On Aug. 21, The Environmental Protection Agency announced its plan to replace the Obama administration’s Clean Power Plan. Introduced in 2015, the Clean Power Plan made headlines as a key domestic climate policy designed to reduce greenhouse gas emissions from power plants and encourage states to turn to cleaner sources such as wind, solar, nuclear, and natural gas. While the plan hasn’t yet gone into effect — the Supreme Court put a hold on it in 2016 — many states are already on their way to meeting, or even beating, the set targets.
Trump has been working hard to dismantle Obama’s climate policies since taking office last year. In his campaign, he championed the return of coal, despite the fact that coal plants have continued to close at a rate of one every 16 days. A report by the Sierra Club shows that since 2010, 270 coal-fired power plants have fully retired or are slated to.
“We love clean, beautiful West Virginia coal,” Trump was reported saying at a rally held this week in West Virginia. “And you know, that’s indestructible stuff. In times of war, in times of conflict, you can blow up those windmills, they fall down real quick. You can blow up pipelines...you can do a lot of things to those solar panels, but you know what you can’t hurt? Coal.”
The Trump administration’s proposed replacement, known as the Affordable Clean Energy proposal or “ACE,” would grant individual states more flexibility in how to regulate and reduce emissions. According to the EPA Fact Sheet, it would also “promote investments to make coal plants cleaner, modern, and more efficient.”
“As people of faith, we have a moral calling to be faithful stewards of God’s creation and care for vulnerable peoples, but this new plan will do the exact opposite,” said Emily Wirzba, FCNL’s Legislative Representative for Sustainable Energy and Environment said in a news release. “The recent wildfires, hurricanes, and floods that are devastating communities around the country paint a clear picture: the impacts of climate change are already happening and causing irreparable harm.”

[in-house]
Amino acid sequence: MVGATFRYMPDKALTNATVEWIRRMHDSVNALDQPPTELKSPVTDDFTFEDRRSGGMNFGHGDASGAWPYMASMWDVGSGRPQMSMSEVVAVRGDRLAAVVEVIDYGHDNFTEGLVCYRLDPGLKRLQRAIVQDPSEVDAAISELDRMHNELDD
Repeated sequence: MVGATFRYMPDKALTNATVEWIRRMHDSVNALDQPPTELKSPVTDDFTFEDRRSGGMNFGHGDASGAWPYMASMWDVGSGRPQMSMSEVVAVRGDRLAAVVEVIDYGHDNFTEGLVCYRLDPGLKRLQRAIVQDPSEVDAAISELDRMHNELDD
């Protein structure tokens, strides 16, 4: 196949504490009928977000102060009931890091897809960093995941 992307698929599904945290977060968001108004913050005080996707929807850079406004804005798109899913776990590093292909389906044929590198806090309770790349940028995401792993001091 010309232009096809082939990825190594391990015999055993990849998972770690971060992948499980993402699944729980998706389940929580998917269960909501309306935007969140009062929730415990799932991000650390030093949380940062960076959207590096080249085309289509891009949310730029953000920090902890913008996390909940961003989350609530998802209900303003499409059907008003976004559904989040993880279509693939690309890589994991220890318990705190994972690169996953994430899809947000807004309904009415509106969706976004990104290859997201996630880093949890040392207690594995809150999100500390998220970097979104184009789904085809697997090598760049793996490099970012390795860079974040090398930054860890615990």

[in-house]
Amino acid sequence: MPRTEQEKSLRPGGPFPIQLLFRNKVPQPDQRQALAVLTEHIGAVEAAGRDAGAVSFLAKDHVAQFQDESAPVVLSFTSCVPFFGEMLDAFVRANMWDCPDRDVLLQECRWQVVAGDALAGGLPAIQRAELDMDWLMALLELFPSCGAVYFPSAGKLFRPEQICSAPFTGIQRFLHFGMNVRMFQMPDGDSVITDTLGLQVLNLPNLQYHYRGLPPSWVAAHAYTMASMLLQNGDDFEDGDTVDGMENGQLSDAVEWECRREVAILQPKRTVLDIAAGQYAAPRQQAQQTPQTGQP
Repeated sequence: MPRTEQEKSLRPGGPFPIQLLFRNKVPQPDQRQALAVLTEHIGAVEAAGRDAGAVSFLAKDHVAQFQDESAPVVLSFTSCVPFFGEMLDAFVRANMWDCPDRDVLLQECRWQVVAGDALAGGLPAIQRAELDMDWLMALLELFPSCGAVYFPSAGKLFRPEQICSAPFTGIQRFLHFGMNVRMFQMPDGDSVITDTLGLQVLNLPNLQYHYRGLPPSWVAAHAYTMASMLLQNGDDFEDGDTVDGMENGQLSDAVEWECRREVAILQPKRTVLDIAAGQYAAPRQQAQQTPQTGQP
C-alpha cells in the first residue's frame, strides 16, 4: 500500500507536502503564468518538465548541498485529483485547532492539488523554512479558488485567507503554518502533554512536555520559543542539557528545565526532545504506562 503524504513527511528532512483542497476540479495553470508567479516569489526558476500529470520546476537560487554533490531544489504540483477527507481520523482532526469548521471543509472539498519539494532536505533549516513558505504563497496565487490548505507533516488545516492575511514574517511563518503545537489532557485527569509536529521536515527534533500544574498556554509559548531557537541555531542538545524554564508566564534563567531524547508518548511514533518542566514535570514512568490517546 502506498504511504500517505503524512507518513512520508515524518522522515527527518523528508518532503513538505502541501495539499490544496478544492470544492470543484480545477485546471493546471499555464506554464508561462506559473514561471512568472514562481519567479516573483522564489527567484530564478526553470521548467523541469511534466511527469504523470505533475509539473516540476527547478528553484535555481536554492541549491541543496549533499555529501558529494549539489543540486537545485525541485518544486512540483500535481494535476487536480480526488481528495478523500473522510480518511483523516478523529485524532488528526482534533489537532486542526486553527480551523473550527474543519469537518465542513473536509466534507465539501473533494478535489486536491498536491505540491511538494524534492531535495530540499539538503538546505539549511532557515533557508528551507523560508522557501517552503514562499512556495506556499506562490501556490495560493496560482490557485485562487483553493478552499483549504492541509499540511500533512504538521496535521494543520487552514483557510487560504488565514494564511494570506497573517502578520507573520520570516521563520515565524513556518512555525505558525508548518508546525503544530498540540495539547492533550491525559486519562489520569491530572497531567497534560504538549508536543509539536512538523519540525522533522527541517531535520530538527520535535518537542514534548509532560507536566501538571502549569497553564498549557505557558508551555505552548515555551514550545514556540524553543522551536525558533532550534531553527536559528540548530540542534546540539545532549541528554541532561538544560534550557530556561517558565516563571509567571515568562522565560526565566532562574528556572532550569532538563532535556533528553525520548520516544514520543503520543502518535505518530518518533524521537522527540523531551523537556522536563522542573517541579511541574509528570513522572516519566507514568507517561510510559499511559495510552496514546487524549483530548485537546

The New York Times was quick to point out that the administration’s own analysis shows that the new policy could cause up to as many as 1,400 premature deaths annually by 2030 due to an expected increase in air particulates linked to heart and lung disease.
“Trump’s EPA has issued a death sentence for thousands of Americans with the deceitfully named ‘Affordable Clean Energy’ rule,” Rev. Dr. Leah D. Schade, author of Creation-Crisis Preaching: Ecology, Theology, and the Pulpit told Sojourners. “This is gaslighting at its finest. The Trump administration is once again manipulating the public with subterfuge, claiming that their new rules rolling back regulations on the coal industry will benefit America. Nothing could be further from the truth. This plan is only ‘affordable’ for the fossil fuel industry, while the rest of us will bear the costs of 15,000 new cases of upper respiratory problems, a rise in bronchitis, asthma, and heart disease. Not to mention tens of thousands of missed school days for America’s vulnerable children.”
Jason Miller of the Franciscan Action Network noted that the plan will also disproportionately impact low-income communities where power plants are often located.
“Scott Pruitt and his scandals may be gone but it is clear that Andrew Wheeler is still going to continue to carry out Donald Trump's deadly policies,” Miller told Sojourners. “People of faith and goodwill should speak out and follow the example of Pope Francis in Laudato Si who encourages all of us to 'hear the cry of the earth and the cry of the poor.'"
Now that the proposal has been submitted, the public has 60 days to send comments before it is finalized.
“America should not be made a sacrifice zone just to prop up a dying energy sector,” Schade concluded. “The future for American energy is in true clean power – solar, wind, efficiency, and new technologies that protect the health of our communities. Let’s train American workers in these high-paying jobs that will sustain their families without demanding the trade-off of sickness and death.”